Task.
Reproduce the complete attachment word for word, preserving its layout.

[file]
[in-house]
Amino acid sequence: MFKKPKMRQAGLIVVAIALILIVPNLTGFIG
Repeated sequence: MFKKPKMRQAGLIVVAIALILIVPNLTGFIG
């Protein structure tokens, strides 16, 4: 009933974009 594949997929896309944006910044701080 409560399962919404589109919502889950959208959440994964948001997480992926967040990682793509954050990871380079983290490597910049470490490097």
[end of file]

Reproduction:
[in-house]
Amino acid sequence: MFKKPKMRQAGLIVVAIALILIVPNLTGFIG
Repeated sequence: MFKKPKMRQAGLIVVAIALILIVPNLTGFIG
């Protein structure tokens, strides 16, 4: 009933974009 594949997929896309944006910044701080 409560399962919404589109919502889950959208959440994964948001997480992926967040990682793509954050990871380079983290490597910049470490490097």